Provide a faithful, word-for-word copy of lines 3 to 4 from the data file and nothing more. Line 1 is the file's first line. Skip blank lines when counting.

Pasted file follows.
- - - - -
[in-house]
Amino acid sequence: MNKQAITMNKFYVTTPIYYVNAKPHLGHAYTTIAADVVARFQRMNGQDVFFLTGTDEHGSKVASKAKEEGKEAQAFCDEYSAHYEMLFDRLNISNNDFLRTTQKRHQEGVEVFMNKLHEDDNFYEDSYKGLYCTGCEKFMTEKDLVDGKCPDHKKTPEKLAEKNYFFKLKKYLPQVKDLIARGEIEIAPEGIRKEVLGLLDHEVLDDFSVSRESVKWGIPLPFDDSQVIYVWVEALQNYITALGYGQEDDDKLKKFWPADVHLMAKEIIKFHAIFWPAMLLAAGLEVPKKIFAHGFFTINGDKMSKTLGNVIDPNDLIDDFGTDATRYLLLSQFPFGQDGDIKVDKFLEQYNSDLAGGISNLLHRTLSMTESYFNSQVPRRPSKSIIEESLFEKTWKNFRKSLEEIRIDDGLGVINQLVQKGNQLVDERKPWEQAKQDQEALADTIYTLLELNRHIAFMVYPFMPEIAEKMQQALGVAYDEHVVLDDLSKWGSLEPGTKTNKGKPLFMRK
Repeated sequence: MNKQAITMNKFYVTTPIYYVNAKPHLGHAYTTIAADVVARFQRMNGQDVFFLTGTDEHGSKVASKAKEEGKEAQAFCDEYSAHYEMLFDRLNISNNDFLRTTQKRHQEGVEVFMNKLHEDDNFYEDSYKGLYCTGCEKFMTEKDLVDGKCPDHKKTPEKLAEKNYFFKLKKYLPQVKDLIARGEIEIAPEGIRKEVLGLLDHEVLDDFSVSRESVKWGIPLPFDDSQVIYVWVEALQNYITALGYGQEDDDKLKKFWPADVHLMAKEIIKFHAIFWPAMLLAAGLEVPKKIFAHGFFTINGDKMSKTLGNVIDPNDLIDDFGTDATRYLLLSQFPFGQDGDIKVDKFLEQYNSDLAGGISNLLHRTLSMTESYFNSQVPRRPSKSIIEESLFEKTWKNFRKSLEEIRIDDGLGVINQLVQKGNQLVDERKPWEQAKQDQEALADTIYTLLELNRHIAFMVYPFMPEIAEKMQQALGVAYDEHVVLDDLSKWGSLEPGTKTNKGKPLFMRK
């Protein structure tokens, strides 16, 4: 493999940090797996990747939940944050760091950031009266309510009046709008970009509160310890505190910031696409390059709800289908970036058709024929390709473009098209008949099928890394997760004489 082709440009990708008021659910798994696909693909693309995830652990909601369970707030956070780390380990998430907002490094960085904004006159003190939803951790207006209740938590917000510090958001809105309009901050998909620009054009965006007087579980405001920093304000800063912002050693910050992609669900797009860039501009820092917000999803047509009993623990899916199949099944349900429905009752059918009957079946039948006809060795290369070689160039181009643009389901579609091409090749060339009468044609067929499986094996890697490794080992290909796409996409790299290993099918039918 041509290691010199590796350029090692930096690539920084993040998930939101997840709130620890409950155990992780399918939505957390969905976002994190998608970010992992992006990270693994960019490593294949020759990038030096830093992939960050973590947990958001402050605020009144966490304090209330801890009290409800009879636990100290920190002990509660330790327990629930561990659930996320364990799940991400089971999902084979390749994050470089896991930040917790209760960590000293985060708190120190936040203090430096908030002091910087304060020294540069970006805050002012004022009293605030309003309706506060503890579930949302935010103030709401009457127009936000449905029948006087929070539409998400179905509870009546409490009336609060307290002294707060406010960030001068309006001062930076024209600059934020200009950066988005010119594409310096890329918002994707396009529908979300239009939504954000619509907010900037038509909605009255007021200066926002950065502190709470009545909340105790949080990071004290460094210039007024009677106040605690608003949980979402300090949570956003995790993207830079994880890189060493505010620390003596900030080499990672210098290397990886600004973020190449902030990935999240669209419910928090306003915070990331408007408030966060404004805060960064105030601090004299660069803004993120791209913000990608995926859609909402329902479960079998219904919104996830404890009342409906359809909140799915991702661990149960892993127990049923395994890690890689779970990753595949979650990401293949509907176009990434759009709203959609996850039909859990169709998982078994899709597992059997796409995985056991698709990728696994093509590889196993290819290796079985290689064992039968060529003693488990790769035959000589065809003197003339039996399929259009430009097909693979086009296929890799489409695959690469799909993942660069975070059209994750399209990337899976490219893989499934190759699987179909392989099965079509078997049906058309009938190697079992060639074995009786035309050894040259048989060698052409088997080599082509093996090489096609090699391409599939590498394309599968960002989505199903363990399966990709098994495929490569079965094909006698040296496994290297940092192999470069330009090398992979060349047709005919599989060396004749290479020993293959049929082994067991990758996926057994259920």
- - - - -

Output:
Repeated sequence: MNKQAITMNKFYVTTPIYYVNAKPHLGHAYTTIAADVVARFQRMNGQDVFFLTGTDEHGSKVASKAKEEGKEAQAFCDEYSAHYEMLFDRLNISNNDFLRTTQKRHQEGVEVFMNKLHEDDNFYEDSYKGLYCTGCEKFMTEKDLVDGKCPDHKKTPEKLAEKNYFFKLKKYLPQVKDLIARGEIEIAPEGIRKEVLGLLDHEVLDDFSVSRESVKWGIPLPFDDSQVIYVWVEALQNYITALGYGQEDDDKLKKFWPADVHLMAKEIIKFHAIFWPAMLLAAGLEVPKKIFAHGFFTINGDKMSKTLGNVIDPNDLIDDFGTDATRYLLLSQFPFGQDGDIKVDKFLEQYNSDLAGGISNLLHRTLSMTESYFNSQVPRRPSKSIIEESLFEKTWKNFRKSLEEIRIDDGLGVINQLVQKGNQLVDERKPWEQAKQDQEALADTIYTLLELNRHIAFMVYPFMPEIAEKMQQALGVAYDEHVVLDDLSKWGSLEPGTKTNKGKPLFMRK
């Protein structure tokens, strides 16, 4: 493999940090797996990747939940944050760091950031009266309510009046709008970009509160310890505190910031696409390059709800289908970036058709024929390709473009098209008949099928890394997760004489 082709440009990708008021659910798994696909693909693309995830652990909601369970707030956070780390380990998430907002490094960085904004006159003190939803951790207006209740938590917000510090958001809105309009901050998909620009054009965006007087579980405001920093304000800063912002050693910050992609669900797009860039501009820092917000999803047509009993623990899916199949099944349900429905009752059918009957079946039948006809060795290369070689160039181009643009389901579609091409090749060339009468044609067929499986094996890697490794080992290909796409996409790299290993099918039918 041509290691010199590796350029090692930096690539920084993040998930939101997840709130620890409950155990992780399918939505957390969905976002994190998608970010992992992006990270693994960019490593294949020759990038030096830093992939960050973590947990958001402050605020009144966490304090209330801890009290409800009879636990100290920190002990509660330790327990629930561990659930996320364990799940991400089971999902084979390749994050470089896991930040917790209760960590000293985060708190120190936040203090430096908030002091910087304060020294540069970006805050002012004022009293605030309003309706506060503890579930949302935010103030709401009457127009936000449905029948006087929070539409998400179905509870009546409490009336609060307290002294707060406010960030001068309006001062930076024209600059934020200009950066988005010119594409310096890329918002994707396009529908979300239009939504954000619509907010900037038509909605009255007021200066926002950065502190709470009545909340105790949080990071004290460094210039007024009677106040605690608003949980979402300090949570956003995790993207830079994880890189060493505010620390003596900030080499990672210098290397990886600004973020190449902030990935999240669209419910928090306003915070990331408007408030966060404004805060960064105030601090004299660069803004993120791209913000990608995926859609909402329902479960079998219904919104996830404890009342409906359809909140799915991702661990149960892993127990049923395994890690890689779970990753595949979650990401293949509907176009990434759009709203959609996850039909859990169709998982078994899709597992059997796409995985056991698709990728696994093509590889196993290819290796079985290689064992039968060529003693488990790769035959000589065809003197003339039996399929259009430009097909693979086009296929890799489409695959690469799909993942660069975070059209994750399209990337899976490219893989499934190759699987179909392989099965079509078997049906058309009938190697079992060639074995009786035309050894040259048989060698052409088997080599082509093996090489096609090699391409599939590498394309599968960002989505199903363990399966990709098994495929490569079965094909006698040296496994290297940092192999470069330009090398992979060349047709005919599989060396004749290479020993293959049929082994067991990758996926057994259920």